Anush Wayne Karson

4 months ago #38

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Lada 🏡 Prkic

Lada 🏡 Prkic

4 months ago #37

#42
I sometimes look at things from the point of view of my profession. You could call it "déformation professionnelle." :-)

John Rylance

John Rylance

4 months ago #36

#46
True, but remember its always hard to go against the flow (current opinion). If you want to change your mind. The only thing that is certain to ebb and flow consistently is the tide. If you go with the flow you have to believe you are making the right decision.

Lada 🏡 Prkic

Lada 🏡 Prkic

4 months ago #35

#45
Yes, it's always easier to go with the flow. :)

Lada 🏡 Prkic

Lada 🏡 Prkic

4 months ago #34

#34
Thank you Debasish Majumder for your continuous support and the share.

Lada 🏡 Prkic

Lada 🏡 Prkic

4 months ago #33

#33
#35 #36 #37 #38 Roberto De la Cruz Utria Hi, Roberto, Thanks for sharing your opinion about opinions, and expressed it so clearly. You said you know that the earth is round and that black holes are not white. --𝘉𝘶𝘵 𝘌𝘢𝘳𝘵𝘩 𝘪𝘴 𝘯𝘰𝘵 𝘳𝘰𝘶𝘯𝘥, 𝘪𝘵 𝘪𝘴 𝘢 𝘴𝘱𝘩𝘦𝘳𝘰𝘪𝘥, 𝘢𝘯𝘥 𝘢 𝘣𝘭𝘢𝘤𝘬 𝘩𝘰𝘭𝘦 𝘤𝘢𝘯 𝘵𝘶𝘳𝘯 𝘪𝘯𝘵𝘰 𝘢 𝘸𝘩𝘪𝘵𝘦 𝘩𝘰𝘭𝘦.-- It means that we should always question what we know and what we believe is true, and change our opinion when having more knowledge or evidence about a particular subject. Understanding all narratives/opinions/beliefs is of utmost importance in making more ethical decisions about difficult subjects. There’s no doubt about that. The history gives us many more examples. Galileo, Heinrich Schliemann, Darwin, to mention only a few. Almost 150 years after the Darwin published “On the Origin of Species”, the Vatican found that there was probably some truth to his narrative. As I commented on LI, the willingness is needed to examine dissenting views and opinions from all the different sides, and critical thinking to understand the issue and separate truth from fiction. But also, some opinions don’t need further examinations to separate truth from fiction. Like when someone wrongly believes that Earth is flat. :)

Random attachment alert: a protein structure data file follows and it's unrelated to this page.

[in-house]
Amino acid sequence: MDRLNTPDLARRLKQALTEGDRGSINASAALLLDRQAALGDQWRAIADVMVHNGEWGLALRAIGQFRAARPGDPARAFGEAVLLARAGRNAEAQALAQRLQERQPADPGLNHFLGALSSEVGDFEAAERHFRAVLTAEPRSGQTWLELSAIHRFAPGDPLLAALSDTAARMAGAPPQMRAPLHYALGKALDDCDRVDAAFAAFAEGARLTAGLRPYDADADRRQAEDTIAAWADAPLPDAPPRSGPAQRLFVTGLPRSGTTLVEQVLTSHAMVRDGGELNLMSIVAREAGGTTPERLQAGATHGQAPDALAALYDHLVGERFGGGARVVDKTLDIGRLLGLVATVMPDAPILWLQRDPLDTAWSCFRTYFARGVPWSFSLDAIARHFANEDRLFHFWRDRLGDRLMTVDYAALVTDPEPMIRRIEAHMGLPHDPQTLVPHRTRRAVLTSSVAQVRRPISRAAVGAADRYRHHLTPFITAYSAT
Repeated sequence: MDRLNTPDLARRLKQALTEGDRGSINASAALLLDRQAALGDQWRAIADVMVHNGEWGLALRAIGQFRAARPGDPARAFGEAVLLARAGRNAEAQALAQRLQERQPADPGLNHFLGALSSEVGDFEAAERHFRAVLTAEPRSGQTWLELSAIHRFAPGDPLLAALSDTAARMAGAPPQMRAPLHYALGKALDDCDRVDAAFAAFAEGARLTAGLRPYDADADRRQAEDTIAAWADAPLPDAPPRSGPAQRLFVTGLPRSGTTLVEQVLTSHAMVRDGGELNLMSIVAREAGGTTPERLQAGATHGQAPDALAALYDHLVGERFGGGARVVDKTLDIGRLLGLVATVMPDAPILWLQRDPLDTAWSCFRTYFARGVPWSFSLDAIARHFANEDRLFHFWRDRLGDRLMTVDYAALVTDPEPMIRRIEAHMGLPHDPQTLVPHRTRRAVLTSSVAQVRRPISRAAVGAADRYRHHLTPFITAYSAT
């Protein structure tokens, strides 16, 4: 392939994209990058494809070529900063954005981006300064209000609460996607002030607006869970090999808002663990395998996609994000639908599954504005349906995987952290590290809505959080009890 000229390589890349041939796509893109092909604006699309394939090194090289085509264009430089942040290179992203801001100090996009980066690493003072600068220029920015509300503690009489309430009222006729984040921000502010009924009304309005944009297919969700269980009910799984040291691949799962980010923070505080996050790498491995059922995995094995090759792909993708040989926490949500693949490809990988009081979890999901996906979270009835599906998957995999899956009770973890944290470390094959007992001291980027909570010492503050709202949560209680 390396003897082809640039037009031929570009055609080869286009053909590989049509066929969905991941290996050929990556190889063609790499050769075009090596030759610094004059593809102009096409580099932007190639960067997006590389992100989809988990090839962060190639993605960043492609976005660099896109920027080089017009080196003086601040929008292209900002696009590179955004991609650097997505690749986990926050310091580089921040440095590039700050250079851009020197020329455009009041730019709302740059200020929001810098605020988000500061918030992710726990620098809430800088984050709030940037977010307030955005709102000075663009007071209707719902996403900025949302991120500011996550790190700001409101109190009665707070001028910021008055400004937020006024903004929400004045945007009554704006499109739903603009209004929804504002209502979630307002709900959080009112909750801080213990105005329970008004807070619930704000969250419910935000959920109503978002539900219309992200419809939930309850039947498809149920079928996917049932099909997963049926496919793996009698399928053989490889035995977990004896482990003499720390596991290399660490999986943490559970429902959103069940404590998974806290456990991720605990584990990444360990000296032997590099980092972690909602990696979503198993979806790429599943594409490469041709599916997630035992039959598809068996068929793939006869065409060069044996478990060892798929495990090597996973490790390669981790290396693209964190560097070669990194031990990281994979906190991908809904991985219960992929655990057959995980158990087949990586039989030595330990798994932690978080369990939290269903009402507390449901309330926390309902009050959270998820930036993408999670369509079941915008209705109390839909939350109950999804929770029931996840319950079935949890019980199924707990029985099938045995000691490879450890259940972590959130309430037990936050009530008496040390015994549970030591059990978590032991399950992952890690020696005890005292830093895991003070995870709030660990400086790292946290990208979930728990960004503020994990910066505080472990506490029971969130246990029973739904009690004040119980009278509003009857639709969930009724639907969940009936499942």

Debasish Majumder

Debasish Majumder

4 months ago #32

lovely buzz Lada \ud83c\udfe1 Prkic highlighting the adversities of social media and its inherent strength to cause detriment as well good intent. enjoyed read and shared. thank you for the buzz.

Jerry Fletcher

Jerry Fletcher

4 months ago #31

#31
Lada, I don't mind what you call me. Engaging in the conversation is what is important to me. And so it goes.

Lada 🏡 Prkic

Lada 🏡 Prkic

4 months ago #30

#27
Sorry Jerry, I called you Jeff. :)

Lada 🏡 Prkic

Lada 🏡 Prkic

4 months ago #29

#27
Thank you for reading and commenting, Jeff. I do not question freedom of expression, but the equivalence of opinions express on social media. Including mine. :) I agree that our task is to sort out truth from fiction by thinking critically, questioning everything, by taking nothing at face value, by determining for ourselves what we think and do. Many opinions voiced from public platforms are unfounded and consequently harmful but nevertheless accepted. They are shared not only because of ignorance or lack of education but deliberately. Everyone's opinion is not of equal value. It is my opinion.

Lada 🏡 Prkic

Lada 🏡 Prkic

4 months ago #28

#26
Mohammed, you gave us more questions to think about. :) There will always be far more questions than answers.

Lada 🏡 Prkic

Lada 🏡 Prkic

4 months ago #27

#25
Good morning, Greg. Thank you for the detailed explanation, and giving many examples. What amazes me the most is that we see biases everywhere but are unaware of our own biases. It is, indeed, frustrating. But we are just humans.

Jerry Fletcher

Jerry Fletcher

4 months ago #26

Lada, In order to assure freedom of expression we must accept the variations in opinions. It is our task as well to sort out truth from fiction knowing full well that eyewitness reports are at best opinions. Anything that "Everybody says" is at best a supposition and must be strained through the facts. Opinions should not be acted on unless they are informed by facts clearly displayed and repeatable like scientific experiments or engineering equations. That is why so much legislation is so damaging. It is based on opinions that are not those of some of the people subjected to them. And so it goes.

Mohammed Abdul Jawad

Mohammed Abdul Jawad

4 months ago #25

What if opinions are baseless, besmirched and blurred? When one finds evident truth, then why fall into fallacies? Why cling to selfish stories and vague views when one finds truth as truth. Verily, with obscure opinions, we transgress more, and by the uses of truthful thoughts we enliven our hearts and souls with more beauty and grace.

Greg Rolfe

Greg Rolfe

4 months ago #24